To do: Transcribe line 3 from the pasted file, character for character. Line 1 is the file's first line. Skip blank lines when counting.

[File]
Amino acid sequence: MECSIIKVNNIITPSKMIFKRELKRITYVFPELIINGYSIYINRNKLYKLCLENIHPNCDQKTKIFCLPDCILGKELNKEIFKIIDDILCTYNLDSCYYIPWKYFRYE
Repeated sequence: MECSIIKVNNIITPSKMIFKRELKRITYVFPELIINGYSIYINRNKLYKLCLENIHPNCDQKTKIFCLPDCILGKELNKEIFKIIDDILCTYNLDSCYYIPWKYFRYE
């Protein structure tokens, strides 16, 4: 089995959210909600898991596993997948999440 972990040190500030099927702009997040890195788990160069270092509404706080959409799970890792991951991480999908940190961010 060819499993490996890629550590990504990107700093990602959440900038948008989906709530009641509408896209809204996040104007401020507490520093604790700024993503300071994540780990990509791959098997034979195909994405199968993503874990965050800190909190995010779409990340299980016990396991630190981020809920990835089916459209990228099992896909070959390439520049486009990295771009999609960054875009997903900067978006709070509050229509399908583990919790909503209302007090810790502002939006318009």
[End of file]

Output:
């Protein structure tokens, strides 16, 4: 089995959210909600898991596993997948999440 972990040190500030099927702009997040890195788990160069270092509404706080959409799970890792991951991480999908940190961010 060819499993490996890629550590990504990107700093990602959440900038948008989906709530009641509408896209809204996040104007401020507490520093604790700024993503300071994540780990990509791959098997034979195909994405199968993503874990965050800190909190995010779409990340299980016990396991630190981020809920990835089916459209990228099992896909070959390439520049486009990295771009999609960054875009997903900067978006709070509050229509399908583990919790909503209302007090810790502002939006318009």